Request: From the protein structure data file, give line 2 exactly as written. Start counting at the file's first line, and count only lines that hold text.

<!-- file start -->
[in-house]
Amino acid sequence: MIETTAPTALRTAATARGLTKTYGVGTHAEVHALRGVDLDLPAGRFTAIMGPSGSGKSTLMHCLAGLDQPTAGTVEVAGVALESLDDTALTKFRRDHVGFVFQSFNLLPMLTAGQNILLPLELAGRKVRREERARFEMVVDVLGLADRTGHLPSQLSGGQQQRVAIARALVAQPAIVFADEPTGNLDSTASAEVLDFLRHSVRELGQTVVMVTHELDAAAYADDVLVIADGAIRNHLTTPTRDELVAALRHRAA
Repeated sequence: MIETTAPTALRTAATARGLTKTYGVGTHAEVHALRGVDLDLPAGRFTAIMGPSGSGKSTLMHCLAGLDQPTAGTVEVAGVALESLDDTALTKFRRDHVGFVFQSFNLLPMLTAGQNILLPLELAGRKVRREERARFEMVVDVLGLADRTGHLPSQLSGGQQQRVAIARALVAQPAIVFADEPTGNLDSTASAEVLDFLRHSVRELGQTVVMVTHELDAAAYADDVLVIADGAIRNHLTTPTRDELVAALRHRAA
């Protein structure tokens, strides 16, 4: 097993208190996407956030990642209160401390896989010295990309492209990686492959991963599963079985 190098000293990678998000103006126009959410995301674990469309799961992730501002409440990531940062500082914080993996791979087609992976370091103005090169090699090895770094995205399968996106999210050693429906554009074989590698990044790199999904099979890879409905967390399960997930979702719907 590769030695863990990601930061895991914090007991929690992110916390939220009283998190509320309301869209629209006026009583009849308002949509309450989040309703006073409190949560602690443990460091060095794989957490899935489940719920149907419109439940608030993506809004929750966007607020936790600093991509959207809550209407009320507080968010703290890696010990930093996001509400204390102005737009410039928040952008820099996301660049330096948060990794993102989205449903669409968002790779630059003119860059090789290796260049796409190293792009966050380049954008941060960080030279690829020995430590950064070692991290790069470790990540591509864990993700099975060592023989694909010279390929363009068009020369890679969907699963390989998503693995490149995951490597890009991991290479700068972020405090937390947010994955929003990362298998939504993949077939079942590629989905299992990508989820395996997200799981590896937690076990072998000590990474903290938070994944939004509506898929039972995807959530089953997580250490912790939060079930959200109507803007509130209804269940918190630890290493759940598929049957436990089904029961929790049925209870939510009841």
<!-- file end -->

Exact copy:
Amino acid sequence: MIETTAPTALRTAATARGLTKTYGVGTHAEVHALRGVDLDLPAGRFTAIMGPSGSGKSTLMHCLAGLDQPTAGTVEVAGVALESLDDTALTKFRRDHVGFVFQSFNLLPMLTAGQNILLPLELAGRKVRREERARFEMVVDVLGLADRTGHLPSQLSGGQQQRVAIARALVAQPAIVFADEPTGNLDSTASAEVLDFLRHSVRELGQTVVMVTHELDAAAYADDVLVIADGAIRNHLTTPTRDELVAALRHRAA